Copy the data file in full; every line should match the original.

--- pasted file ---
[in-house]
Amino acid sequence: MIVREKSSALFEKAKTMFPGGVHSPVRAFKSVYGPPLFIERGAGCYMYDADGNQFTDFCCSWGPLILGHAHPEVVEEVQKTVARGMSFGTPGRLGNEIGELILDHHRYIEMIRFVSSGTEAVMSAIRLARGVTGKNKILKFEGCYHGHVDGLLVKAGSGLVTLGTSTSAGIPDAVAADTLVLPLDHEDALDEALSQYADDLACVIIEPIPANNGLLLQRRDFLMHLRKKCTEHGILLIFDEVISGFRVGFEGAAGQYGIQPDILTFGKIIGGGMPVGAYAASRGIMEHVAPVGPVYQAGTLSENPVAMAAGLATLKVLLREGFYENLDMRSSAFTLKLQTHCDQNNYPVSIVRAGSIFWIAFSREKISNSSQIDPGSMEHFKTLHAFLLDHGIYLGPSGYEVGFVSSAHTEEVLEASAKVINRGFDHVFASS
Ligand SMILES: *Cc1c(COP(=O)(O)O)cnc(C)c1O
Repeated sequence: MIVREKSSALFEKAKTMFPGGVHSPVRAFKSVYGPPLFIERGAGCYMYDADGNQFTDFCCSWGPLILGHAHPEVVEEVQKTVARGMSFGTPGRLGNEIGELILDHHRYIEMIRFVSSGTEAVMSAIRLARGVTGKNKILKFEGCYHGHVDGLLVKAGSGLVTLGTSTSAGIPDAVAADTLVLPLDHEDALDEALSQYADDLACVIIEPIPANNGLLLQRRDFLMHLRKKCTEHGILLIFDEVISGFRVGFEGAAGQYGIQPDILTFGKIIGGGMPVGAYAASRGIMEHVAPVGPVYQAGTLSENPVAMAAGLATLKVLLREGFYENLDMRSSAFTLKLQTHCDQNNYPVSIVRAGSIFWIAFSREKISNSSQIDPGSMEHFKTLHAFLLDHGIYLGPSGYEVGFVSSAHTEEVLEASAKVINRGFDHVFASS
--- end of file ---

[in-house]
Amino acid sequence: MIVREKSSALFEKAKTMFPGGVHSPVRAFKSVYGPPLFIERGAGCYMYDADGNQFTDFCCSWGPLILGHAHPEVVEEVQKTVARGMSFGTPGRLGNEIGELILDHHRYIEMIRFVSSGTEAVMSAIRLARGVTGKNKILKFEGCYHGHVDGLLVKAGSGLVTLGTSTSAGIPDAVAADTLVLPLDHEDALDEALSQYADDLACVIIEPIPANNGLLLQRRDFLMHLRKKCTEHGILLIFDEVISGFRVGFEGAAGQYGIQPDILTFGKIIGGGMPVGAYAASRGIMEHVAPVGPVYQAGTLSENPVAMAAGLATLKVLLREGFYENLDMRSSAFTLKLQTHCDQNNYPVSIVRAGSIFWIAFSREKISNSSQIDPGSMEHFKTLHAFLLDHGIYLGPSGYEVGFVSSAHTEEVLEASAKVINRGFDHVFASS
Ligand SMILES: *Cc1c(COP(=O)(O)O)cnc(C)c1O
Repeated sequence: MIVREKSSALFEKAKTMFPGGVHSPVRAFKSVYGPPLFIERGAGCYMYDADGNQFTDFCCSWGPLILGHAHPEVVEEVQKTVARGMSFGTPGRLGNEIGELILDHHRYIEMIRFVSSGTEAVMSAIRLARGVTGKNKILKFEGCYHGHVDGLLVKAGSGLVTLGTSTSAGIPDAVAADTLVLPLDHEDALDEALSQYADDLACVIIEPIPANNGLLLQRRDFLMHLRKKCTEHGILLIFDEVISGFRVGFEGAAGQYGIQPDILTFGKIIGGGMPVGAYAASRGIMEHVAPVGPVYQAGTLSENPVAMAAGLATLKVLLREGFYENLDMRSSAFTLKLQTHCDQNNYPVSIVRAGSIFWIAFSREKISNSSQIDPGSMEHFKTLHAFLLDHGIYLGPSGYEVGFVSSAHTEEVLEASAKVINRGFDHVFASS